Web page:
Panasonic HDC-SD5EG-K review

£502
Price when reviewed

Buying a camcorder is increasingly confusing. Not only do you have to choose between standard and high definition, there are at least four different types of recording format available. Panasonic’s HDC-SD5 opts for the relatively new AVCHD, recording to SD cards, and as such it’s one of the smallest camcorders you can buy.

The SD5 manages to fit a trio of CCDs onboard. However, each one is only 1/6in and offers 560,000 pixels. Nevertheless, Panasonic has squeezed Full HD recording out of the SD5, so the top resolution is 1,920 x 1,080. In this mode, you can fit around 2hrs 40mins of video onto a 16GB SDHC card, or you can choose one of the more economical 1,440 x 1,080 modes to squeeze more footage onto a card. The SD5 also takes still images, but only at 1,920 x 1,080.

Panasonic doesn’t include an SD card in the box, although 8GB will add only about £45 to the price. The SD5 has no accessory shoe, microphone input or headphone output, and what looks like a focus ring actually unscrews the built-in lens cover. But the joystick-controlled menu system offers a reasonable range of manual settings. The aperture and shutter speed can be varied independently. The former can be set between f/16 and f/1.8 with up to 18dB of video gain on top, and the shutter from 1/25th to 1/8,000th of a second. You can also turn on Panasonic’s Intelligent Contrast system, which enhances detail in bright and shadowy areas.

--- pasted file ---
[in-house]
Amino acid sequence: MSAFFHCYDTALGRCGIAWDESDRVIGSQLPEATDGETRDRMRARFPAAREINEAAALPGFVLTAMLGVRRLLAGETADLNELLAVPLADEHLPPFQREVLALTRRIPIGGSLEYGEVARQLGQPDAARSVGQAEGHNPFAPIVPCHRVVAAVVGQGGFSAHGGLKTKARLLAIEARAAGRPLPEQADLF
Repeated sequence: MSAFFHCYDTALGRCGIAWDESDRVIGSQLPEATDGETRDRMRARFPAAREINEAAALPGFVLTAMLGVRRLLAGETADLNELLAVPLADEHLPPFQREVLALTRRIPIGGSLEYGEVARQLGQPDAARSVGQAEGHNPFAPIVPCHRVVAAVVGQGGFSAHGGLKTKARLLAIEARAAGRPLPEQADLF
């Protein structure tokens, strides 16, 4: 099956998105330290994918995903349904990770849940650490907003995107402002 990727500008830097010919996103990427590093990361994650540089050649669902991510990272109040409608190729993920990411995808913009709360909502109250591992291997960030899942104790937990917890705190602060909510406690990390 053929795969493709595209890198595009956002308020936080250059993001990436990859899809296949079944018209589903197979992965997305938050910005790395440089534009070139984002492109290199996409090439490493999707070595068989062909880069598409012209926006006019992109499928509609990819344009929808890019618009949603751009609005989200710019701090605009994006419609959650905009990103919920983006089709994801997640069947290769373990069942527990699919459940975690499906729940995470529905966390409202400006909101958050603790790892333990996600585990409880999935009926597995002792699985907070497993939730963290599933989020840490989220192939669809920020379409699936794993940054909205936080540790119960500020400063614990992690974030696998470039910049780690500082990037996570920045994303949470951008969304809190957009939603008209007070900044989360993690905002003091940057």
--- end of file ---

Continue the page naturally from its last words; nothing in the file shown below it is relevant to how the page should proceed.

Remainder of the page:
With its small CCDs, the SD5 was likely to fall down in low light and this is its Achilles heel. In poor illumination, video loses its colour and becomes grainy – a problem accentuated by the AVCHD compression system. But in full daylight, the colour fidelity was very good thanks to the three-sensor system, and image quality was perfectly acceptable in decent indoor conditions.

The Panasonic HDC-SD5 isn’t a perfect camcorder. Its lack of auxiliary inputs and poor low-light performance won’t endear it to anyone with serious video-making intentions. But it’s charmingly tiny, with a surprisingly healthy range of manual controls and decent video quality in more clement conditions.

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